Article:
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Dilemma and Deliverance
Delivered on Sabbath Morning, December 4th, 1859, by the
REV. C.H. SPURGEON
at the Music Hall, Royal Surrey Gardens.
“Thou, Lord, hast not forsaken them that seek thee.”—Psalm 9:10.
THERE ARE MANY MEN who are exceedingly well read in heathen mythologies; who can tell you the history of any one of the heathen gods, but who at the same time know very little of the history of Jehovah, and cannot rehearse his mighty acts. In our schools to this day there are books put into the hands of our youth that are by no means fit for them to read—books which contain all kinds of filth, and if not always filth, yet all kinds of fables and vanities, which are simply put into our hands when we are lads, because they happen to be written in Latin and Greek; and, therefore, I suppose it is imagined that we shall all the better recollect the wickedness that is contained in them, by having the trouble of translating them into our own mother tongue. I would that instead of this, all our youth were made acquainted with the history of the Lord our God. Would that we could give them for classics some books which record what he hath done, the victories of his glorious arm, and how he hath put to nought the gods of the heathen and cast them down even into the depths. At any rate, the Christian will always find it to be useful to have at hand some history of what God did in the days of yore. The more you know of God’s attributes, the more you understand of his acts; the more you treasure up of his promises, and the more you fully dive into the depths of his covenant, the more difficult will it become for Satan to tempt you to despondency and despair. Acquaint thyself with God and be at peace. Meditate on his law both day and night, and thou shalt be like a tree planted by the rivers of water; thy leaf shall not wither; thou shalt bring forth fruit in thy season, and whatsoever thou doest shall prosper. Ignorance of God is ignorance of bliss; but knowledge of God is a divine armor, by which we are able to ward off all the blows of the enemy. Know thyself, O man, and that will make thee miserable; know thy God, O Christian, and that will make thee rejoice with joy unspeakable and full of glory.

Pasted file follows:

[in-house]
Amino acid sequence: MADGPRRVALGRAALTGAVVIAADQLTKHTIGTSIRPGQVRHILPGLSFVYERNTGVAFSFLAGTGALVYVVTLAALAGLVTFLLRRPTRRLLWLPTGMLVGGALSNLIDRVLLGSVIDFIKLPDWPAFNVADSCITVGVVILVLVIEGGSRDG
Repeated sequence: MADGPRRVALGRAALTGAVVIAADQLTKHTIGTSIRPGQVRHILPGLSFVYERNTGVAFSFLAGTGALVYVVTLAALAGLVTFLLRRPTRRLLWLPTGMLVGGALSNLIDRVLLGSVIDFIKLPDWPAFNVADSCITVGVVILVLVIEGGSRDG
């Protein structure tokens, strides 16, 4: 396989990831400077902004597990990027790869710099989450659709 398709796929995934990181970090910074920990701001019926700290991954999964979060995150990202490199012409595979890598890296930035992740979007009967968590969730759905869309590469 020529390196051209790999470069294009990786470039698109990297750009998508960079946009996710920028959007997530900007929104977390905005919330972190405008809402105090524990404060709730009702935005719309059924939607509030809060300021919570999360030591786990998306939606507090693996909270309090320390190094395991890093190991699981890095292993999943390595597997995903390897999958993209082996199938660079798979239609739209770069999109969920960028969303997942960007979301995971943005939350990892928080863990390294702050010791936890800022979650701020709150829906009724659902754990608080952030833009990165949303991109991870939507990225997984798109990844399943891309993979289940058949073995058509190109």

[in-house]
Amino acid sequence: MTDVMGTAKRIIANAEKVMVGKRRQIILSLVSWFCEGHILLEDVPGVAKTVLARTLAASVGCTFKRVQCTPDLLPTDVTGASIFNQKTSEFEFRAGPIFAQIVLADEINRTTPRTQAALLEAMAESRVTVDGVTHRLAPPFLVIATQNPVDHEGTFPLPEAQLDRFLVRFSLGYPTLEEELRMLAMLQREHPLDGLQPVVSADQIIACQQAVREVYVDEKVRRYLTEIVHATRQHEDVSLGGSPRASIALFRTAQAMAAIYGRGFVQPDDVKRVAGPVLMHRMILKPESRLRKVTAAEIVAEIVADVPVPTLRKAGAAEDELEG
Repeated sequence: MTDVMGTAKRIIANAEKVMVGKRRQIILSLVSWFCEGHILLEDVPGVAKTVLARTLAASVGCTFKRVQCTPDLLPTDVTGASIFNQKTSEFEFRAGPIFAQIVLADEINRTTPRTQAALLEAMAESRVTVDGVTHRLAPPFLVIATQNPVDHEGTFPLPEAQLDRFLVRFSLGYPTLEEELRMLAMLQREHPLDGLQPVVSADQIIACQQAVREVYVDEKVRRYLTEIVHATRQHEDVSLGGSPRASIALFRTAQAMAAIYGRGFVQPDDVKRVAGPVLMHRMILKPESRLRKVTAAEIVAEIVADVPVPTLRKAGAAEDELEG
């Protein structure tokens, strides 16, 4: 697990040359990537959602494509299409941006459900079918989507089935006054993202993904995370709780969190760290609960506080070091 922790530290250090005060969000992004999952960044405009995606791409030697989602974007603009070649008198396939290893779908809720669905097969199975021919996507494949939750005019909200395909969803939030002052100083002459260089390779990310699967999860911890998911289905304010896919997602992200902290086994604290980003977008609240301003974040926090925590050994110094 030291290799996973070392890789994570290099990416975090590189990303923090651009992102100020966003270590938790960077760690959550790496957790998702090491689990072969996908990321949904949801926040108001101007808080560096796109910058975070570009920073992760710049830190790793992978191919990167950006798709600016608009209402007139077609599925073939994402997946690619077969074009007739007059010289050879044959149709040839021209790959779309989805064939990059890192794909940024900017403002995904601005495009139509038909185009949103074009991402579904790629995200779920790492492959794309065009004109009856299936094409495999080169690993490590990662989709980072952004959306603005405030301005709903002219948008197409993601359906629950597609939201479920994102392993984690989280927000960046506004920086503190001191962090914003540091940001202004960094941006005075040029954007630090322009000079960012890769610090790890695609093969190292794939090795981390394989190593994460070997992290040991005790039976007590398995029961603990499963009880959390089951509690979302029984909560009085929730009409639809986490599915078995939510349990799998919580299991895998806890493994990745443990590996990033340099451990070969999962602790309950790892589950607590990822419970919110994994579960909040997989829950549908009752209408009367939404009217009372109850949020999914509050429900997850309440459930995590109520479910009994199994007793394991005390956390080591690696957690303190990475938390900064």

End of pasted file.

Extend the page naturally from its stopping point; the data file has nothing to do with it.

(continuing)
Now, this morning, in addressing you, I shall divide my text into three parts. First, I shall note a certain fiery dart of Satan; secondly, I shall point out to you heaven’s divine buckler, as hinted at in the text—“Thou, Lord, hast not forsaken them that seek thee;” and then, in the third place, I shall notice man’s precious privilege of seeking God, and so of arming himself against Satan.
I. First, then, I am to dwell for a little time upon A CERTAIN FIERY DART OF SATAN WHICH IS CONSTANTLY SHOT AGAINST THE PEOPLE OF GOD.